Your representative will present the facts of your disability claim in a way that is most favorable for your disability case. Congressional statistical data indicates that disability claims with representation are more likely to be approved for disability benefits.

As stated above, this individual may be a non-attorney disability representative or a disability lawyer. Many non-attorneys are former employees of the Social Security Administration, or are former disability examiners such as the author of SSDRC.com, Tim Moore.

The main point, however, is that whoever is chosen to handle a disability claim should specialize in Social Security administrative law. This is always the case with non-attorneys; however, disability attorneys often handle a variety of legal cases (criminal, workman’s comp, speeding tickets) and so never develop an indepth understanding of the complexity of the Social Security system.

A disability case is much more easily won when a claimant’s representative is qualified in the sense that they are familiar with federal rulings and regulations and focus exclusively on Social Security claims. However, their level of expertise is enhanced when they have formerly worked from within the disability system.

Essential Questions

What is the Social Security Disability SSI list of impairments?

Can you work while getting or applying for Disability?

How Often Does Social Security Approve Disability The First Time You Apply?

Tips for getting Social Security Disability or SSI benefits approved

What medical conditions will get you approved for disability?

What kind of Mental Problems Qualify for Disability?

Receiving a Disability Award Letter

Conditions Social Security will recognize as a disability

Previously answered questions regarding SSD and SSI

Applying for disability in your state

Most popular topics on SSDRC.com

Social Security Disability SSI Questions

The listings, list of disabling impairments

Can a mental illness qualify you for disability?

Disability Lawyers prevent unnecessary denials

How much Social Security Disability SSI back pay?

How to apply for disability for a child or children

Filing a Social Security Disability SSI application

Filing for disability - when to file

How to apply for disability - where to apply

Qualifications for disability benefits

How to Prove you are disabled and Win your Disability Benefits

Qualifying for Disability - The Process

How to get disability for depression

Getting disability for fibromyalgia

SSI disability for children with ADHD

What is the Application Process for Social Security Disability and SSI?

Common Mistakes to avoid after being denied for Disability

Social Security Disability SSI Exam tips

More Social Security Disability SSI Questions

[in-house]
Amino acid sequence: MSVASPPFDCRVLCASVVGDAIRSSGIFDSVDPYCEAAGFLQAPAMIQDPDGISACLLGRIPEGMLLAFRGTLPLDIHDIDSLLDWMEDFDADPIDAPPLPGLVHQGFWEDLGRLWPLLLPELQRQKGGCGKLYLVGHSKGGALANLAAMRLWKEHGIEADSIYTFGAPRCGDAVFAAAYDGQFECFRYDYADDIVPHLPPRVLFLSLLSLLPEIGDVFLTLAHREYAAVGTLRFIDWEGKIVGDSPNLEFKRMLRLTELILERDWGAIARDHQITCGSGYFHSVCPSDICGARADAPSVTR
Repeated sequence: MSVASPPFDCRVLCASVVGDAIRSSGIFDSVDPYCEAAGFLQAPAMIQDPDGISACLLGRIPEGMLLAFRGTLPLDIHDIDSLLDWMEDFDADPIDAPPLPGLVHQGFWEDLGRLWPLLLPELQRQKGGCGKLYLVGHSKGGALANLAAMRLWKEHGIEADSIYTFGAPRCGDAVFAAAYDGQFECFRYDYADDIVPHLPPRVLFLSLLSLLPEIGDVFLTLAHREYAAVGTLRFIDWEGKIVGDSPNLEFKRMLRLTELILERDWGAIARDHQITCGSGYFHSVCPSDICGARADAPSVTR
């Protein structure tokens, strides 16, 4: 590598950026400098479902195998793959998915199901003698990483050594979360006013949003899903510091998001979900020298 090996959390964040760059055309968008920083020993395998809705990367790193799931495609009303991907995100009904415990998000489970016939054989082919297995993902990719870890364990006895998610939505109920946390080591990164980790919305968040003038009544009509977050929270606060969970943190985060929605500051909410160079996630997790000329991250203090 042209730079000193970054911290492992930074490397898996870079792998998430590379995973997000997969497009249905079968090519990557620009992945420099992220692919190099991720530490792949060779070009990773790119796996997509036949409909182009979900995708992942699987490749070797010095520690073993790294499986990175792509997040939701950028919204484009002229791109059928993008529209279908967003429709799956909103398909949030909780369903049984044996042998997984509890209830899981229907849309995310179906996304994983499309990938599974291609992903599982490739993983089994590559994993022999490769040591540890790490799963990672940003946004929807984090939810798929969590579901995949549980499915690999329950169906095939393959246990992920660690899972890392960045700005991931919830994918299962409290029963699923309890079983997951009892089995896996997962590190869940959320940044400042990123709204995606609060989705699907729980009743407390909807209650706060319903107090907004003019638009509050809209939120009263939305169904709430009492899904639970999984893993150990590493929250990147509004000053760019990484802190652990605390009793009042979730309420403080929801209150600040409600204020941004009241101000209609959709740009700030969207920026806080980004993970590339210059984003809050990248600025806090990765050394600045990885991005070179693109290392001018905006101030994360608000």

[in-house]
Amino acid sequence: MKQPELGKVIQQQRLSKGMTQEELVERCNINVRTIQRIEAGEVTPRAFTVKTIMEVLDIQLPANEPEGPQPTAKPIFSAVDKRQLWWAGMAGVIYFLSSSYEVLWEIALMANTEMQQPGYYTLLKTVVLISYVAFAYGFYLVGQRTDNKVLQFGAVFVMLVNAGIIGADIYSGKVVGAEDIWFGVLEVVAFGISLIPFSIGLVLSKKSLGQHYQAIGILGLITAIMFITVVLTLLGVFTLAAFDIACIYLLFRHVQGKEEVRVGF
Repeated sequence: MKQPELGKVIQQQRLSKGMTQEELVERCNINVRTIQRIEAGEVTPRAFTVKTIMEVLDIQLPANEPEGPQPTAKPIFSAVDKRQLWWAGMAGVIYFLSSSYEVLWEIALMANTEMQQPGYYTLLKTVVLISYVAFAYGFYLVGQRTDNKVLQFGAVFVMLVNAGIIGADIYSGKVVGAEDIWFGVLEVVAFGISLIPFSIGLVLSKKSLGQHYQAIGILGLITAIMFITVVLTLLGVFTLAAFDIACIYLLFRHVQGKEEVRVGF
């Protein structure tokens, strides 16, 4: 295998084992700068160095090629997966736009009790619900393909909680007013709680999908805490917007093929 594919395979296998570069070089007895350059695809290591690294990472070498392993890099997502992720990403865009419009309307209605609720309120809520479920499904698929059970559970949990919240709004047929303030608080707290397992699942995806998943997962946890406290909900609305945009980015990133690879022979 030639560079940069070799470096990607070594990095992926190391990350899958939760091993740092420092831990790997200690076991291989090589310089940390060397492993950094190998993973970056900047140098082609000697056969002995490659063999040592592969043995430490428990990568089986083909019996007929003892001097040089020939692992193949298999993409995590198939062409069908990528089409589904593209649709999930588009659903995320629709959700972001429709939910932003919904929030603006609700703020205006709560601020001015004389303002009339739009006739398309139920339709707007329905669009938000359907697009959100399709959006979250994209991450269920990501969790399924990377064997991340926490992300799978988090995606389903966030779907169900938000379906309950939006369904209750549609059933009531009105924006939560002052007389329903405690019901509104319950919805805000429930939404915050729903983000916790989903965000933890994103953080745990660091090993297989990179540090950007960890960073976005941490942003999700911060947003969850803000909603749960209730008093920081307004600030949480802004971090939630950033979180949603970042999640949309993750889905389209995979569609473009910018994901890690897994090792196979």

Social Security Disability SSI definitions

What makes you eligible for Social Security Disability or SSI?

New and featured pages on SSDRC.com

Who can help me file for disability?

These pages answer some of the most basic questions for individuals who are considering filing a claim.

Can you get temporary Social Security Disability or SSI benefits?

Permanent Social Security Disability

What is the difference between Social Security Disability and SSI?

Who is eligible for SSI disability?

Can I Be Eligible For SSI And Social Security Disability At The Same Time?

What makes a person eligible to receive disability benefits?

Applying for Disability - How long does it take to get Social Security Disability or SSI benefits?

What happens if I file a disability application and it is denied by a disability examiner or Judge?

For the sake of clarity, SSDRC.com is not the Social Security Administration, nor is it associated or affiliated with SSA. This site is a personal, private website that is published, edited, and maintained by former caseworker and former disability claims examiner, Tim Moore, who was interviewed by the New York Times on the topic of Social Security Disability and SSI benefits in an article entitled "The Disability Mess" and also by the Los Angeles Times on the subject of political attempts to weaken the Social Security Disability system.

The goal of the site is to provide information about how Social Security Disability and SSI work, the idea being that qualified information may help claimants pursue their claims and appeals, potentially avoiding time-consuming mistakes. If you find the information on this site helpful and believe it would be helpful to others, feel free to share links to its homepage or other pages on website resource pages, blogs, or social media. Copying of this material, however, is prohibited.

To learn more about the author, please visit the SSDRC.com homepage and view the "about this site" link near the bottom of the page.